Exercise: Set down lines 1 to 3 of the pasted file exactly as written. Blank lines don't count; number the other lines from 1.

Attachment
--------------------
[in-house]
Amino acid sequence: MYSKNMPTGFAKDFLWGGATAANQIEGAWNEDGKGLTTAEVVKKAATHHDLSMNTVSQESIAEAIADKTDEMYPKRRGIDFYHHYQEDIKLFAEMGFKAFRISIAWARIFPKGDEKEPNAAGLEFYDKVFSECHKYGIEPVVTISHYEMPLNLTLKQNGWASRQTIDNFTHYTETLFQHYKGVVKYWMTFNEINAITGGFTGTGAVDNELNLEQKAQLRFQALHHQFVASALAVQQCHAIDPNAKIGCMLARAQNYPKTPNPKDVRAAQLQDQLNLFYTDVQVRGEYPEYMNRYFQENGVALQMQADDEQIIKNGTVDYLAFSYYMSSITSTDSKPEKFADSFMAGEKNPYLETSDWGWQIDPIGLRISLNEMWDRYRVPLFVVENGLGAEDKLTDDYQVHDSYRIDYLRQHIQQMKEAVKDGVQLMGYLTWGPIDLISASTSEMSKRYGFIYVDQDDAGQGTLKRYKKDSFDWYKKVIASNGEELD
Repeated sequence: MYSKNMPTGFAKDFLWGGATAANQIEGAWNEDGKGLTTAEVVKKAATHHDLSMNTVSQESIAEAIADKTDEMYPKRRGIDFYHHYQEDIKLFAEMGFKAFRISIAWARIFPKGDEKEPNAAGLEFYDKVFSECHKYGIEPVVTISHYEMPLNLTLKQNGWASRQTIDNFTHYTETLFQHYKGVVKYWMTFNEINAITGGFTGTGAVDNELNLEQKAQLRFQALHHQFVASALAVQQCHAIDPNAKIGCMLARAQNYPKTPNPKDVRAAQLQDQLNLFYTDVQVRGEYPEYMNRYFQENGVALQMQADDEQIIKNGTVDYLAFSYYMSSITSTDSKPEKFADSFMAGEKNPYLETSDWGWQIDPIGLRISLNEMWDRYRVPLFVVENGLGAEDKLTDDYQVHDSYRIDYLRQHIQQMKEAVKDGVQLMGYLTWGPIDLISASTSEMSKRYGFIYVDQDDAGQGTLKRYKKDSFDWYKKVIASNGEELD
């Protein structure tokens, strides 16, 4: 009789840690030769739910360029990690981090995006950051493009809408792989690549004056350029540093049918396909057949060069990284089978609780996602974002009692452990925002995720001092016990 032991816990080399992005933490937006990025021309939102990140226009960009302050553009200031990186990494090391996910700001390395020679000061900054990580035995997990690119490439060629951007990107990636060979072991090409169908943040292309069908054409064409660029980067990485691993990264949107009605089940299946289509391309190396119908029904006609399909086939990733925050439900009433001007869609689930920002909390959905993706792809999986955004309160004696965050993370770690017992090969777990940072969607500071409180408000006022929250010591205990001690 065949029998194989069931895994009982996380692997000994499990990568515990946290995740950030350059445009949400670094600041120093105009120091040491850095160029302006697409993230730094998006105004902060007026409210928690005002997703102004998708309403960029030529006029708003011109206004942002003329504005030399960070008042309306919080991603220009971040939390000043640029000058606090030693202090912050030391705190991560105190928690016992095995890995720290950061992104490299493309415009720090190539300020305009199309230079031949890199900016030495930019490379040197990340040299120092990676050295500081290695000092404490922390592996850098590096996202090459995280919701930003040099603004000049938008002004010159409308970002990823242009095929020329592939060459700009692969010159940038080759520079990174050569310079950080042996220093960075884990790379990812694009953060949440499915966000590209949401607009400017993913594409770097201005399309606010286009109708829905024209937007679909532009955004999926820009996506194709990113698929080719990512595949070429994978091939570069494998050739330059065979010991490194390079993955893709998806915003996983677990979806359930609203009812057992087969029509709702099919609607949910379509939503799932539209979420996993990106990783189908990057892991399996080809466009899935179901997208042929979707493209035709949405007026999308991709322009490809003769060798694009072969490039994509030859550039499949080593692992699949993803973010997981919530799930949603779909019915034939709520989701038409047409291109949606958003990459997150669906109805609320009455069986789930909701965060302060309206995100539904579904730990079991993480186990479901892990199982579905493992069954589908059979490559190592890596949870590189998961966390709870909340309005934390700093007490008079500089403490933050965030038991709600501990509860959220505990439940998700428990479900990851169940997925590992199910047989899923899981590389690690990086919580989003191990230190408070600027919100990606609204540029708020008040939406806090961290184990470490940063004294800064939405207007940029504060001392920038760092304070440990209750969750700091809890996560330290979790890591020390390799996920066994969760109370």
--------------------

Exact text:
[in-house]
Amino acid sequence: MYSKNMPTGFAKDFLWGGATAANQIEGAWNEDGKGLTTAEVVKKAATHHDLSMNTVSQESIAEAIADKTDEMYPKRRGIDFYHHYQEDIKLFAEMGFKAFRISIAWARIFPKGDEKEPNAAGLEFYDKVFSECHKYGIEPVVTISHYEMPLNLTLKQNGWASRQTIDNFTHYTETLFQHYKGVVKYWMTFNEINAITGGFTGTGAVDNELNLEQKAQLRFQALHHQFVASALAVQQCHAIDPNAKIGCMLARAQNYPKTPNPKDVRAAQLQDQLNLFYTDVQVRGEYPEYMNRYFQENGVALQMQADDEQIIKNGTVDYLAFSYYMSSITSTDSKPEKFADSFMAGEKNPYLETSDWGWQIDPIGLRISLNEMWDRYRVPLFVVENGLGAEDKLTDDYQVHDSYRIDYLRQHIQQMKEAVKDGVQLMGYLTWGPIDLISASTSEMSKRYGFIYVDQDDAGQGTLKRYKKDSFDWYKKVIASNGEELD
Repeated sequence: MYSKNMPTGFAKDFLWGGATAANQIEGAWNEDGKGLTTAEVVKKAATHHDLSMNTVSQESIAEAIADKTDEMYPKRRGIDFYHHYQEDIKLFAEMGFKAFRISIAWARIFPKGDEKEPNAAGLEFYDKVFSECHKYGIEPVVTISHYEMPLNLTLKQNGWASRQTIDNFTHYTETLFQHYKGVVKYWMTFNEINAITGGFTGTGAVDNELNLEQKAQLRFQALHHQFVASALAVQQCHAIDPNAKIGCMLARAQNYPKTPNPKDVRAAQLQDQLNLFYTDVQVRGEYPEYMNRYFQENGVALQMQADDEQIIKNGTVDYLAFSYYMSSITSTDSKPEKFADSFMAGEKNPYLETSDWGWQIDPIGLRISLNEMWDRYRVPLFVVENGLGAEDKLTDDYQVHDSYRIDYLRQHIQQMKEAVKDGVQLMGYLTWGPIDLISASTSEMSKRYGFIYVDQDDAGQGTLKRYKKDSFDWYKKVIASNGEELD